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HomeNewsPetrol Landing Cost Rises To N282/Litre, Oil Hits $90.

Petrol Landing Cost Rises To N282/Litre, Oil Hits $90.

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The upturn in global crude oil prices has pushed the landing cost of Premium Motor Spirit (petrol) imported into Nigeria to over N282 per litre.

The further rise in the landing cost of petrol means increased subsidy as the pump price of the product remains steady at N162-N165 per litre.

The landing cost of the product rose to N282.29 per litre on January 20 as the international oil benchmark, Brent crude, jumped to $89.75 per barrel that day from $77.24 per barrel on December 31, 2021.

Brent rose further on Wednesday to $90.22 per barrel as of 5.19 pm Nigerian time, its highest level since 2014.

The sharp rise in global oil prices to record highs has pushed the subsidy cost being incurred by the Federal Government.

Marketers have increased the price of Automotive Gas Oil, also known as diesel, to N355-N360 per litre.

The PUNCH had reported on January 14 that diesel price increased further to N350 per litre in some filling stations in Lagos.

Our correspondent observed on Wednesday that Mobil filling station, along the Lagos-Ibadan Expressway, sold the product for N360 per litre, while Oando, ENYO and Fatgbems filling stations sold it for N355.

The price of diesel, which is not regulated by the government, surged by 60 per cent in one year from an average price of N225 per litre in January 2021.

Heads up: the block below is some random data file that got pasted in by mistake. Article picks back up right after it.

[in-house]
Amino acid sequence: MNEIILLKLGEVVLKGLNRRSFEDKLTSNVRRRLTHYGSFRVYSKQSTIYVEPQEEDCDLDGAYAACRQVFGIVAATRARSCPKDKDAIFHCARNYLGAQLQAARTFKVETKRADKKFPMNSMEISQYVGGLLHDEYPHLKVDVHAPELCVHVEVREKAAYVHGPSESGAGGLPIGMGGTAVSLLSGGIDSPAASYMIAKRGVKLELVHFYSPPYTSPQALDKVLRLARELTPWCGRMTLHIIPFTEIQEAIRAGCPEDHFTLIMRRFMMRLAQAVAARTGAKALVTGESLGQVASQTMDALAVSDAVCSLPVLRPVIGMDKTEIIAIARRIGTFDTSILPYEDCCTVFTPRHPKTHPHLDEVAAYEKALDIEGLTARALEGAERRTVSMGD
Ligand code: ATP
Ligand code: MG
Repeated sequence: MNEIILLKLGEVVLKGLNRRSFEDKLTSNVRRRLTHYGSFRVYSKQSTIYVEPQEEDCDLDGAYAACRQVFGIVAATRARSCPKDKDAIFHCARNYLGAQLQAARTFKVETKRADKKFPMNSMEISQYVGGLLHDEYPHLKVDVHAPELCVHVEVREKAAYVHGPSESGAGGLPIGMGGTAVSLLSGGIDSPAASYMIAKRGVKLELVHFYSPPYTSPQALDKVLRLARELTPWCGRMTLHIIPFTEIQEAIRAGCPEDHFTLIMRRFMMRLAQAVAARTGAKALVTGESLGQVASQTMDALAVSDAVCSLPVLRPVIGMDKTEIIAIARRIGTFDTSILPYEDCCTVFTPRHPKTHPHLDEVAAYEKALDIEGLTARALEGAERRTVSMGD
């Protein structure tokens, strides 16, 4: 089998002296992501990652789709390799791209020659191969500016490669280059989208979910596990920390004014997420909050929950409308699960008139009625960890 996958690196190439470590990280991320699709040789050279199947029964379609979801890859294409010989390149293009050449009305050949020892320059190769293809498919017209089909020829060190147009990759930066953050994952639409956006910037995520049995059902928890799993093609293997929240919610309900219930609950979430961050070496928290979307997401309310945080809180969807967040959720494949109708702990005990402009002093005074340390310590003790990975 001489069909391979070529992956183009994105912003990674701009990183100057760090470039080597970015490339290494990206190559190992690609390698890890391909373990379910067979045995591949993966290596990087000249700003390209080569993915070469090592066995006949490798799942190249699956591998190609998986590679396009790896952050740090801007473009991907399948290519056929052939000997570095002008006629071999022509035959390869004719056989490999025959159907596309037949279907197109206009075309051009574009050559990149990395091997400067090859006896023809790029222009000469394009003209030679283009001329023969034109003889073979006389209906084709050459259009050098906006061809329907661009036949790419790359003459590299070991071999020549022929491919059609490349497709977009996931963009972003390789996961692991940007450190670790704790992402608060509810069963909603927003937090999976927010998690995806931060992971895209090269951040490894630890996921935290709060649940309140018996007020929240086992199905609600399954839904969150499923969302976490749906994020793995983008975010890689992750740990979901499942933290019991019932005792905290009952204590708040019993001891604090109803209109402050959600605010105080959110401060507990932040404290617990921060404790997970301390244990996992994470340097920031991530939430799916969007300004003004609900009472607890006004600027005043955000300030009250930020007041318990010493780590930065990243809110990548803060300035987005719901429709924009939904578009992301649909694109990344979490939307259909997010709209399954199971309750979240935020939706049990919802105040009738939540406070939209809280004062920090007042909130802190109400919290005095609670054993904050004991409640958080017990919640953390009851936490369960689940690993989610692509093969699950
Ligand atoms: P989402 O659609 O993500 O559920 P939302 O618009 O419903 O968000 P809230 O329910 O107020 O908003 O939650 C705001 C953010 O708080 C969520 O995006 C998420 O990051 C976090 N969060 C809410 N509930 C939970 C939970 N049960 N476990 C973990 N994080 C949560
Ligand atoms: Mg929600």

Diesel is mostly used by businesses, especially manufacturers, to power their generators amid a lack of reliable power supply from the national grid. Many vehicles transporting goods and people across the country also use diesel.

An analysis of data collated by our correspondent showed that without subsidy, petrol would be selling for about N305.29 per litre as of January 20.

The PUNCH had reported on December 23 that the Nigerian National Petroleum Corporation spent a total of N1.16tn on petrol subsidy from January to November, citing data from the corporation.

The subsidy, which the NNPC prefers to call ‘value shortfall’ or ‘under-recovery’, resurfaced early last year as the government left the pump price of petrol unchanged at N162-N165 per litre despite the increase in oil prices.

The Federal Government had in March 2020 removed petrol subsidy after reducing the pump price of the product to N125 per litre from N145 following the crash in oil prices.

The NNPC, which has been the sole importer of petrol into the country in recent years, has been bearing the subsidy cost since it resurfaced.



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